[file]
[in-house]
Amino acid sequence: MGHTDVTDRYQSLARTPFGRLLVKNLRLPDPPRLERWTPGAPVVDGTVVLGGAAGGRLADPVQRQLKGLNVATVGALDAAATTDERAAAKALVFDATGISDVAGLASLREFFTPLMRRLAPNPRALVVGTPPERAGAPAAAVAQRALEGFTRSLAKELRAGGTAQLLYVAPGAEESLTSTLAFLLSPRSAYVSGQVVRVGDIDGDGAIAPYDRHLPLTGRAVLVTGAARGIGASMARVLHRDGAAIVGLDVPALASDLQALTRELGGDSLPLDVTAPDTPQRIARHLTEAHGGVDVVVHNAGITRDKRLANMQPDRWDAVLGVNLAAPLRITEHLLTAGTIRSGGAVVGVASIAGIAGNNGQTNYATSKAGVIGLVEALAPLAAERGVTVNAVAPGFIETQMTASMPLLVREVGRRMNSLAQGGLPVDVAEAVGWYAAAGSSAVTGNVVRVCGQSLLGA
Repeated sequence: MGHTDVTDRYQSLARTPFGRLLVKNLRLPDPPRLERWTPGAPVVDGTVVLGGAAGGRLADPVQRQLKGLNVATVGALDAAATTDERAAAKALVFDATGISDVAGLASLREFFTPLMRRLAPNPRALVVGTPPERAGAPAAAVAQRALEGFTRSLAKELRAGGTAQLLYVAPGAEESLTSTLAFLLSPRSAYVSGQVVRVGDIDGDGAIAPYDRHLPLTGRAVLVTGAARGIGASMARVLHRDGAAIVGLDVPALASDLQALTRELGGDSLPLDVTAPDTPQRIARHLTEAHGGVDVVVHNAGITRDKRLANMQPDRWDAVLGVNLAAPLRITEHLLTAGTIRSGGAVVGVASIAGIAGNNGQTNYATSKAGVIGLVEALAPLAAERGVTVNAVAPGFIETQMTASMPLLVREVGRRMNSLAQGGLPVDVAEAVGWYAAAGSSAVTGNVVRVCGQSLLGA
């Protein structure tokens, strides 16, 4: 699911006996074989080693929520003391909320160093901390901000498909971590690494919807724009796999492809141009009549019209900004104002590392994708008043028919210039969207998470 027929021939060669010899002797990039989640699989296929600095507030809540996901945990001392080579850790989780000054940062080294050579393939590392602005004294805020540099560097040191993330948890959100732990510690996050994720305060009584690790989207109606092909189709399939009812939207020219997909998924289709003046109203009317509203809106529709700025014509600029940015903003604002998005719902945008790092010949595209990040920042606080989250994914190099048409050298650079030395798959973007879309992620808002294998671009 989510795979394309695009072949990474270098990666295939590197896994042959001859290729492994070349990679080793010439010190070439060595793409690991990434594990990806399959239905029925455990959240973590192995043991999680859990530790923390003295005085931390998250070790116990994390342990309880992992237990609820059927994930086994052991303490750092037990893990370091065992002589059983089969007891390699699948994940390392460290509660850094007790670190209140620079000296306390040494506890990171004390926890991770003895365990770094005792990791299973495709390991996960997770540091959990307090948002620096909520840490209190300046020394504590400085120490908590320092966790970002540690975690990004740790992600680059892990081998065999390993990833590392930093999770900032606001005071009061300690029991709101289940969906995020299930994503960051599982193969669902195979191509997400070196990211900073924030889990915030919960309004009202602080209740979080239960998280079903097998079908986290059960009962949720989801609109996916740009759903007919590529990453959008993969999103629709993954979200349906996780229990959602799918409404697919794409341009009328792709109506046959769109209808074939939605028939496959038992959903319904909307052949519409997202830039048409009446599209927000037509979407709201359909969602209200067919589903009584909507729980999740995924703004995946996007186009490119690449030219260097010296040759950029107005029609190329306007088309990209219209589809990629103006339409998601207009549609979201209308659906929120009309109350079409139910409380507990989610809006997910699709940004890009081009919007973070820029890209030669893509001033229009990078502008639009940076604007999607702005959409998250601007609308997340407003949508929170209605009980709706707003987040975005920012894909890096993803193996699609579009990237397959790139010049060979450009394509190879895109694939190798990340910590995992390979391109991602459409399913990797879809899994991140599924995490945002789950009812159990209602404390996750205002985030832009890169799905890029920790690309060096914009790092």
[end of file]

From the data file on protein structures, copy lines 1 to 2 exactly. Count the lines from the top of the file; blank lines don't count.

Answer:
[in-house]
Amino acid sequence: MGHTDVTDRYQSLARTPFGRLLVKNLRLPDPPRLERWTPGAPVVDGTVVLGGAAGGRLADPVQRQLKGLNVATVGALDAAATTDERAAAKALVFDATGISDVAGLASLREFFTPLMRRLAPNPRALVVGTPPERAGAPAAAVAQRALEGFTRSLAKELRAGGTAQLLYVAPGAEESLTSTLAFLLSPRSAYVSGQVVRVGDIDGDGAIAPYDRHLPLTGRAVLVTGAARGIGASMARVLHRDGAAIVGLDVPALASDLQALTRELGGDSLPLDVTAPDTPQRIARHLTEAHGGVDVVVHNAGITRDKRLANMQPDRWDAVLGVNLAAPLRITEHLLTAGTIRSGGAVVGVASIAGIAGNNGQTNYATSKAGVIGLVEALAPLAAERGVTVNAVAPGFIETQMTASMPLLVREVGRRMNSLAQGGLPVDVAEAVGWYAAAGSSAVTGNVVRVCGQSLLGA